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Treasury extends potential debt default deadline to June 5

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(WASHINGTON) -- Treasury Secretary Janet Yellen on Friday issued a new letter to Congress stating the government won't begin to run out of money to pay its bills until June 5 -- slightly later than the agency's previous prediction of as soon as June 1.

"Based on the most recent available data, we now estimate that Treasury will have insufficient resources to satisfy the government's obligations if Congress has not raised or suspended the debt limit by June 5," Yellen wrote.

The update buys much-needed time for negotiators to hammer out a deal to raise the debt limit and avoid a disastrous default. The so-called "X-date" has always been fluid, based on daily federal tax revenues and expenditures.

This letter comes as the Treasury Department's cash reserves are running dangerously low.

New Treasury data shows its cash balance dwindled to just $39 billion at the end of the day yesterday. This is down from roughly $60 billion at the end of last week – and $316 billion at the start of the month.

The Treasury also released data showing it holds roughly $67 billion in "extraordinary measures" it can use.

In her letter, Yellen noted that more than $130 billion of payments are scheduled in the first two days of June, including to Veterans and Social Security and Medicare recipients.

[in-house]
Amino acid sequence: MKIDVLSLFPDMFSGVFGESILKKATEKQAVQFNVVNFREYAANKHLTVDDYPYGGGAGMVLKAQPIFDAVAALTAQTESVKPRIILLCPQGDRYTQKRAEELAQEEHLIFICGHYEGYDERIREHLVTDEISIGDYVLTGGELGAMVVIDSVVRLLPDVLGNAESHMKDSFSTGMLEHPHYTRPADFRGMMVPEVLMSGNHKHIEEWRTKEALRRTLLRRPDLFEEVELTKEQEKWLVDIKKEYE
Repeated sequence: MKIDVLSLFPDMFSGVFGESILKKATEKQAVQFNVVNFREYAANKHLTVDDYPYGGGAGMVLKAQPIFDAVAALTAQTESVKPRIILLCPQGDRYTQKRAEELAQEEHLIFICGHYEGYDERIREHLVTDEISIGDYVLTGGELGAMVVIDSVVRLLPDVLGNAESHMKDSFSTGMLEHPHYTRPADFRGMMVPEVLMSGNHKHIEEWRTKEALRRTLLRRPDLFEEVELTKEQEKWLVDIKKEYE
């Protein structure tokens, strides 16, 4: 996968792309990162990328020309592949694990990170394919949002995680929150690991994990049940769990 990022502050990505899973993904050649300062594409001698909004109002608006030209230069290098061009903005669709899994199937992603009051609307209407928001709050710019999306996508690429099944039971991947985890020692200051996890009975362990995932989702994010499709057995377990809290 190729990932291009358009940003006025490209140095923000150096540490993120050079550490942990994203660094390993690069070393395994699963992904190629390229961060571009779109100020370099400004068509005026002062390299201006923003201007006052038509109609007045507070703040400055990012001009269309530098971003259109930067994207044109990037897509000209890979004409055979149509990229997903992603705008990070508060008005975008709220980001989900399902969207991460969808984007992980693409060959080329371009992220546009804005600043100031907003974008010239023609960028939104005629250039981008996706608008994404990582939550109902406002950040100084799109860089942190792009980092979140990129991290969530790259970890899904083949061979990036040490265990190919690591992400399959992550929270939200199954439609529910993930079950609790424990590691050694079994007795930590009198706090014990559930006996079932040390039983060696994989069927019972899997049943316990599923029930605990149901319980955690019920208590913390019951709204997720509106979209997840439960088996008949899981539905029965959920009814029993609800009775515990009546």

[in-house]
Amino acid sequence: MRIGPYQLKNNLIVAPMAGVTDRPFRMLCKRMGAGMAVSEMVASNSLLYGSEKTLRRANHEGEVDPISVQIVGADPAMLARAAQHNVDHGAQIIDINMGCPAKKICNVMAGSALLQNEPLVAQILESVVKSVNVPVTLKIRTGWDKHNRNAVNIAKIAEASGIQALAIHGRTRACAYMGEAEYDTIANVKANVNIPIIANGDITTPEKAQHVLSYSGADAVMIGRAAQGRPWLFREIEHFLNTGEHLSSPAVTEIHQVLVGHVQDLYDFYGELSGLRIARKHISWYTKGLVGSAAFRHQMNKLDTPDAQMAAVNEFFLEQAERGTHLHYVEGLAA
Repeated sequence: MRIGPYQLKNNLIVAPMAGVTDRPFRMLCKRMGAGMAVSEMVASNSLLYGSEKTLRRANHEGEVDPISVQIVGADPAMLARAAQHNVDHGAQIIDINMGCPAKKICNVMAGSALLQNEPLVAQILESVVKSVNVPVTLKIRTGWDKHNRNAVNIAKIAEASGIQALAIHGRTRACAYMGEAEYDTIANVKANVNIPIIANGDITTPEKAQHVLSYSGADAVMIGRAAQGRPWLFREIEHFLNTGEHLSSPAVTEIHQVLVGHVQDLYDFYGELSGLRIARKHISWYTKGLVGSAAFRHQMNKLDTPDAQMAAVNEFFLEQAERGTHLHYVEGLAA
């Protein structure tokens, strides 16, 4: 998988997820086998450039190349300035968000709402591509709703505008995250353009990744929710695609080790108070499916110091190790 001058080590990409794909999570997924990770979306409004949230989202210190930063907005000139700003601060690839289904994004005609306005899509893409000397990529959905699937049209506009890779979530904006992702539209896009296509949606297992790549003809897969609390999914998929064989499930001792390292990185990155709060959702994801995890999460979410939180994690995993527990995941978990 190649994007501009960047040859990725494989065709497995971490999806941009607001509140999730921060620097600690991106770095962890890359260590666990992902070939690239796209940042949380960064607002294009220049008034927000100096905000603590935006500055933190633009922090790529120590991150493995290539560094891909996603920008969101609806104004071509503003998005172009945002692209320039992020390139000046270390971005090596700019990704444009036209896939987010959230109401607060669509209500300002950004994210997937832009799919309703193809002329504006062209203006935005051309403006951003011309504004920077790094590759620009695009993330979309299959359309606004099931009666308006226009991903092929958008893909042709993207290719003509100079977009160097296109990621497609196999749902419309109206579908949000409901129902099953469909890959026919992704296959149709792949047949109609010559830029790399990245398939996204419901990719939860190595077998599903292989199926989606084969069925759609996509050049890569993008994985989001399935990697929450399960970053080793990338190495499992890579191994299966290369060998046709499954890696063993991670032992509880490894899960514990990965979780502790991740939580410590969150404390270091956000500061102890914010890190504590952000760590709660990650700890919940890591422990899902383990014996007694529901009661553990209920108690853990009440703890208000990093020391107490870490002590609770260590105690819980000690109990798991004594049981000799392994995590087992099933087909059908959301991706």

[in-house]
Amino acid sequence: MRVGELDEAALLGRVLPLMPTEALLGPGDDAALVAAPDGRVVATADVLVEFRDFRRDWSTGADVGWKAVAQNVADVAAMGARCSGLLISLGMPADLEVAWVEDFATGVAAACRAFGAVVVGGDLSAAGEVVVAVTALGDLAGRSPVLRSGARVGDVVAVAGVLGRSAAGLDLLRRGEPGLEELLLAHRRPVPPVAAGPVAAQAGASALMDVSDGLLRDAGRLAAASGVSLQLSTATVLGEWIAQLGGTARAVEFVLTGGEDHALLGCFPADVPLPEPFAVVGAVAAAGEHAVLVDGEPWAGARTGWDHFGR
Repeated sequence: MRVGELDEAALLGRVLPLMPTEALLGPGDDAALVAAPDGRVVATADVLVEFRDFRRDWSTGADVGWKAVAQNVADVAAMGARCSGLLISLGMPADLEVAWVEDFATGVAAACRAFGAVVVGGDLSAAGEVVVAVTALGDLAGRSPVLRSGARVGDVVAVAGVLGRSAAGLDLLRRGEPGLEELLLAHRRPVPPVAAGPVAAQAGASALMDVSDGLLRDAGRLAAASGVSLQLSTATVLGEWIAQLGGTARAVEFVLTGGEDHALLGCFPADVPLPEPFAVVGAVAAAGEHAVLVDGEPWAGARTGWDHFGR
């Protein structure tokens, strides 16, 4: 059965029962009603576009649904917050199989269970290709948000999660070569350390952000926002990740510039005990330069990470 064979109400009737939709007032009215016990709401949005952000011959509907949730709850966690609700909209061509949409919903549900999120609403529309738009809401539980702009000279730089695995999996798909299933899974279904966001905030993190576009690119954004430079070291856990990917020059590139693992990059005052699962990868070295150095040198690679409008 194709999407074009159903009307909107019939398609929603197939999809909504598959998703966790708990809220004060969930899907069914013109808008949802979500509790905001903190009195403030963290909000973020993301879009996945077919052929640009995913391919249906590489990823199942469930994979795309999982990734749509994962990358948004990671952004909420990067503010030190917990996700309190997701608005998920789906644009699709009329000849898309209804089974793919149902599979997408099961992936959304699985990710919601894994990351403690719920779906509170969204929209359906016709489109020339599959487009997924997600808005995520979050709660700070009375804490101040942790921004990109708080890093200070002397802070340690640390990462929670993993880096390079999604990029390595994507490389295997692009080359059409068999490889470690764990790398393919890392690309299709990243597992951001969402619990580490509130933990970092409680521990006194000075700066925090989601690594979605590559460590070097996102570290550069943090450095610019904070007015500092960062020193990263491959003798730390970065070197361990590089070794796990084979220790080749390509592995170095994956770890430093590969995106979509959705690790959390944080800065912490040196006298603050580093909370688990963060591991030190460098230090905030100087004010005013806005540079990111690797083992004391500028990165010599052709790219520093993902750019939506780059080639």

"These payments will leave Treasury with an extremely low level of resources," she wrote.

This is a developing story. Please check back for updates.

Copyright © 2023, ABC Audio. All rights reserved.

McCarthy says negotiators 'made progress' but no deal as default deadline nears

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(WASHINGTON) -- With potential default just six days away, House Speaker Kevin McCarthy arrived at the Capitol Friday telling reporters he remained optimistic despite no deal in hand.

McCarthy said negotiators "made progress" overnight but wouldn't get into specifics of the framework being discussed.

"And I'm gonna work as hard as we can to try to get this done, get more progress today and finish the job," the speaker told reporters. "I'm a total optimist."

But when asked if they could reach a deal on Friday, McCarthy's demurred.

"Look, I'm gonna work as hard as I can. As soon as we get a deal, we're gonna get a deal but it has to be worthy of the American people," he said.

President Joe Biden, too, said progress was being made on Thursday.

"I've made it clear time and again: Defaulting on our national debt is not an option," Biden said.

He added the negotiations with McCarthy are "about the outlines of what the budget will look like, not about default. It's about competing visions for America."

Though once an agreement is reached, significant legislative hurdles remain in getting it passed before June 1 -- the date Treasury Secretary Janet Yellen maintains the U.S. could start to run out of cash to pay all its bills.

McCarthy is pledging to give House members 72 hours to review the bill before bringing it to the floor for a vote. If it passes, it will go the Senate, where it would take just one lawmaker to delay approval for up to a week.